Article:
This is the background of Herbert S. Upper from Clarence Bagley’s History of King County Volume III. Herbert S. Upper platted Upper’s 1st and 2nd additions to Issaquah on both sides of the railroad right of way in the vicinity of Gilman Village and the Visitors Center.
Herbert S. Upper platted Upper’s 1st and 2nd additions to Issaquah on both sides of the railroad right of way in the vicinity of Gilman Village and the Visitors Center. He also platted property in Ravensdale southeast of Maple Valley.
When the natural resources of the northwest were still largely unclaimed and undeveloped Herbert S. Upper made his way to Seattle and became an investor in timber lands. From that time forward his business career has been characterized by an orderly progression that has brought him to the rank with the capitalists of Seattle. He also is a dealer in real estate and there is little concerning property values with which he is not acquainted.
A native of Ontario, Canada, he was born at Villa Nova, November 5, 1869, his father being a banker of St. Thomas, Ontario. In that city the son was reared and supplemented his public school training by a college course. The tales which reached him concerning the golden west with its opportunities stirred his ambition and aroused in him the determination to try his fortunes on the Pacific coast. He was still in his teens when he made his way to the territory of Washington, at which time Seattle contained a population of about seventeen thousand. He felt the stir of life and progress here, recognized the advantageous geographical situation of the city and believed that it would be a favorable place to locate. His first investments were in timber lands.
From time to time he kept adding to his holdings and has owned perhaps more of that kind of property than any man of his age in the state. His judgment seemed to be infallible as to timber values and he readily recognized the fact that the lumber industry must ultimately become one of the chief sources of activity and business prosperity in the west. His sound judgment has been rewarded in the growing value of his holdings and has won him place among the capitalists of Seattle. In this connection it has been written of him; “He has always invested with a safe margin and was one of the fortunate few who weathered the storms of the financial stress of the early ‘ 90s, when the most solid financially were none to secure”. And he exhibited his great confidence in the ultimate outcome of this period and the general stability of the country when he was the only one who would take mortgages on timber lands and other real estate.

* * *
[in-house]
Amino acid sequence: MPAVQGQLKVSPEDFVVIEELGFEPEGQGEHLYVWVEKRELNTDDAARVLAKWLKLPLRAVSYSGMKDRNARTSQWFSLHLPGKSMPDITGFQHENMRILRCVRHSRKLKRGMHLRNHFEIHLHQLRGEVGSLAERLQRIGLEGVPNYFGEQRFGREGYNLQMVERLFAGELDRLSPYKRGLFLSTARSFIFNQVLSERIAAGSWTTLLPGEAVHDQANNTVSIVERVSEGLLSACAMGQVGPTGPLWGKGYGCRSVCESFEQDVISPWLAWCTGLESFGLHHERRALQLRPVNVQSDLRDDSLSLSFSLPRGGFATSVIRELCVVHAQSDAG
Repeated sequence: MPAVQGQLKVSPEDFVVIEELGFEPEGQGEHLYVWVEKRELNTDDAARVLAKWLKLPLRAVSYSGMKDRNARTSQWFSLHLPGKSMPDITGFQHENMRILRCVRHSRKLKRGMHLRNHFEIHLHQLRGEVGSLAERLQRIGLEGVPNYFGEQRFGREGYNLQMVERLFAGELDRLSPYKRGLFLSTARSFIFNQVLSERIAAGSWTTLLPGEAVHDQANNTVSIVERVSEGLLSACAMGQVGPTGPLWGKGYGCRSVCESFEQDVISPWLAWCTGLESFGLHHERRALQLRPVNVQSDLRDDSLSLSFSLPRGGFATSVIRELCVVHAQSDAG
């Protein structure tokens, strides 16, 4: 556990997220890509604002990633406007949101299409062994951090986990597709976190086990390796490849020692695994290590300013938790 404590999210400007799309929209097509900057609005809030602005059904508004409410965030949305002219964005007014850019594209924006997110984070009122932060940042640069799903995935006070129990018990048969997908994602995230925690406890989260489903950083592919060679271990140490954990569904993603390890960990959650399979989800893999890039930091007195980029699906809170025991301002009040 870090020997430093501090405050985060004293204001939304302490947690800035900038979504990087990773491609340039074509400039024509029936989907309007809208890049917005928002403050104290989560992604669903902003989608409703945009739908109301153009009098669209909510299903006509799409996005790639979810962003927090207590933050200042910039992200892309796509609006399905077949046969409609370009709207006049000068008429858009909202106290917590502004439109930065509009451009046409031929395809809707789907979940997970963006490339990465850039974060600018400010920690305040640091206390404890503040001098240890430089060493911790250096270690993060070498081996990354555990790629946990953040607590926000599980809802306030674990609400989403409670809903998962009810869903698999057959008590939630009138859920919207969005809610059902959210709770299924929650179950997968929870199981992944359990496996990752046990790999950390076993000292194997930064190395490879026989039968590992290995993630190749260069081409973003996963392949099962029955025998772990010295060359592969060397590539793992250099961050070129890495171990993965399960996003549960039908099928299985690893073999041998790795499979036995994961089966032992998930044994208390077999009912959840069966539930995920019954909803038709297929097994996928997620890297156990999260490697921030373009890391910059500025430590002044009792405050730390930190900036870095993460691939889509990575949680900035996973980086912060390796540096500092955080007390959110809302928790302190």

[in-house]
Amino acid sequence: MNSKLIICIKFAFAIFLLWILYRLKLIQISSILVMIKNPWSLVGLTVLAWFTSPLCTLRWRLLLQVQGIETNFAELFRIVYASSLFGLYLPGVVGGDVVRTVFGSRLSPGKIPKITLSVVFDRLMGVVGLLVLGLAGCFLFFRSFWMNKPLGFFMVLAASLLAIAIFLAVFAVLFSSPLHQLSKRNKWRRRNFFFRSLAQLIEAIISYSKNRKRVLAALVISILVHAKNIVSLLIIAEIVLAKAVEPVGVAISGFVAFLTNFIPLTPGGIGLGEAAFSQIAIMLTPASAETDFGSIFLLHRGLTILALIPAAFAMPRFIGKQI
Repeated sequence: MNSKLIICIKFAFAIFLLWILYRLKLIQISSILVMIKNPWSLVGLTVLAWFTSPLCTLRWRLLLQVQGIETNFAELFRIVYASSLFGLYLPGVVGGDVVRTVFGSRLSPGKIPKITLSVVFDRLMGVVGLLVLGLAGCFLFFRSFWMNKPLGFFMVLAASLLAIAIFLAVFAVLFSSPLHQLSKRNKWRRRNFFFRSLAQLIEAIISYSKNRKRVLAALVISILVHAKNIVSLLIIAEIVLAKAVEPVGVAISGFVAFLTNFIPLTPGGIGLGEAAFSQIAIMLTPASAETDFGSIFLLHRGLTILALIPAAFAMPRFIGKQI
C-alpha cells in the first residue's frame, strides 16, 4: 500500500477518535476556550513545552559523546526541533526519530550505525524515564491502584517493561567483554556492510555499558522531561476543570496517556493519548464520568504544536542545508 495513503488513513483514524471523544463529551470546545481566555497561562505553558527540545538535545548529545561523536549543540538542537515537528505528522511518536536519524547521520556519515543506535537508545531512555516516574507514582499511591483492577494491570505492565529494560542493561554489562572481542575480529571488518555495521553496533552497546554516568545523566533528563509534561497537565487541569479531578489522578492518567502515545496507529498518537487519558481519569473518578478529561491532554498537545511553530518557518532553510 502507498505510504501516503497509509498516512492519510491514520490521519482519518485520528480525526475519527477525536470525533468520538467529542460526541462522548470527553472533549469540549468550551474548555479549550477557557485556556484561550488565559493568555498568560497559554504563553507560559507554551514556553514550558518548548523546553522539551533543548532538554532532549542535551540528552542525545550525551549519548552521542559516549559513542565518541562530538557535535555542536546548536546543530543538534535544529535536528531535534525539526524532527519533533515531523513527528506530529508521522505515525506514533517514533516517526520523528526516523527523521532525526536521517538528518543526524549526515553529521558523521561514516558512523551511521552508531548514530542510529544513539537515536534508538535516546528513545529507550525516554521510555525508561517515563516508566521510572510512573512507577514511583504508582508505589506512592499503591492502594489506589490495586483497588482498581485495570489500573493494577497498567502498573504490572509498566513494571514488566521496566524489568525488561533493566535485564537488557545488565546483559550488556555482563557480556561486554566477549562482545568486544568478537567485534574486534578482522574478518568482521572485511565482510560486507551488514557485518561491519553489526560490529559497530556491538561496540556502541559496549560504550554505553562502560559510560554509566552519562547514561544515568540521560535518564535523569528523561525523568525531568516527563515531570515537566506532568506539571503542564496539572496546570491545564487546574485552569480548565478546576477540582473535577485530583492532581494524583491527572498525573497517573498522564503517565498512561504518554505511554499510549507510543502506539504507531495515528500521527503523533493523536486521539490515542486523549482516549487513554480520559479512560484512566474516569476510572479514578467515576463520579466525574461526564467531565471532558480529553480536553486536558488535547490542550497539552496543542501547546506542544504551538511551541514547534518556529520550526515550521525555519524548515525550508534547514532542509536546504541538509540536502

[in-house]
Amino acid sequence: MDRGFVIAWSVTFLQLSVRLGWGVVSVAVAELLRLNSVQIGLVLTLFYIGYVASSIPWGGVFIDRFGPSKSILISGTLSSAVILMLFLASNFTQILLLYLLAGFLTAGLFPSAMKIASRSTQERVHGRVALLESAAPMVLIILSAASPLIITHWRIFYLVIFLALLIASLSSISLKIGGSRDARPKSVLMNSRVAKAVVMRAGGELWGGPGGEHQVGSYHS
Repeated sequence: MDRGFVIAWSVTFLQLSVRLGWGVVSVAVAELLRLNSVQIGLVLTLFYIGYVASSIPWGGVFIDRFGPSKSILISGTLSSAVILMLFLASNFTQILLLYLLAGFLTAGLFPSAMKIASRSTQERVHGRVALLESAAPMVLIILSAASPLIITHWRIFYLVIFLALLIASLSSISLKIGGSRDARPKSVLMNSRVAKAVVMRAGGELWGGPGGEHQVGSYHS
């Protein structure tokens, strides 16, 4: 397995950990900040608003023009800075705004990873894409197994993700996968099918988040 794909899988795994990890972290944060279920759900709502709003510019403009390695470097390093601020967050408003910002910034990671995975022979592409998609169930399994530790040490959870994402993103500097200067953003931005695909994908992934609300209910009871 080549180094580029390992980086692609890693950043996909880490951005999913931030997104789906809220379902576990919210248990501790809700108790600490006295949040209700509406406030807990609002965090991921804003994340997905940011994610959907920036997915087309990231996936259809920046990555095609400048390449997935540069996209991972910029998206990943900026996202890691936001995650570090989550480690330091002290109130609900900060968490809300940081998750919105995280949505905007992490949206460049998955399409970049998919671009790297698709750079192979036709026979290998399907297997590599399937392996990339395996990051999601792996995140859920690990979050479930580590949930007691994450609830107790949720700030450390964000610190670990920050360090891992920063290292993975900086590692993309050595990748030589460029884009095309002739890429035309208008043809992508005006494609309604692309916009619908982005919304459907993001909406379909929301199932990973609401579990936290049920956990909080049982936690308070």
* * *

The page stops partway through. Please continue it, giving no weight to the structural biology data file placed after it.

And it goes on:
Mr. Upper also dealt extensively in city property, both residences and business houses. He has laid out many additions to Seattle and cities and towns both in King County and other counties and has built a great many residences. His business has steadily increased and is now carried on on a very large scale. Not only has Mr. Upper operated in timber and in real-estate but has turned from those lines, perhaps more as a recreation than a business, to farming, owning several thousand acres of land. He delights in the development of crops, the clearing of land and in the raising of stock and is recognized as one whose judgment concerning horse flesh is seldom, if ever, at fault and there can always be found some fine specimens of choice stock on his ranch east of Lake Washington. Although he enjoys a spin in his automobile, in spirit he breathes the lines of a poet:
“Can any pleasure in life compare With a charming drive in open air? A spirited horse of royal breed With just a little more style and speed Than any you meet, and it matters not If his gait be pace or a swinging trot.”
Because of this trait of his character it was but natural that Mr. Upper became one of the organizers of the Seattle Riding Club and id efficient service therein as its president during its existence.
Mr. Upper belongs to the Rainier and Country Clubs and to the Seattle Athletic Club. He is a member of the Seattle Chamber of Commerce and cooperates in all of its plans and measures for the upbuilding and benefit of the city or to promote progress along any line of public benefit. He is also a member of the First Baptist Church. He stands ready at all times to further measures and movements for the general good and his efforts have been potent forces in the material, social, political and moral development of the community.
From History Of King County, Washington by Clarence B. Bagley, publised by The S. J. Clarke Publishing Company, Chicago–Seattle, 1929.Now in Public Domain. This material was typed and submitted to the web site by Eric Erickson
Added October 27, 2000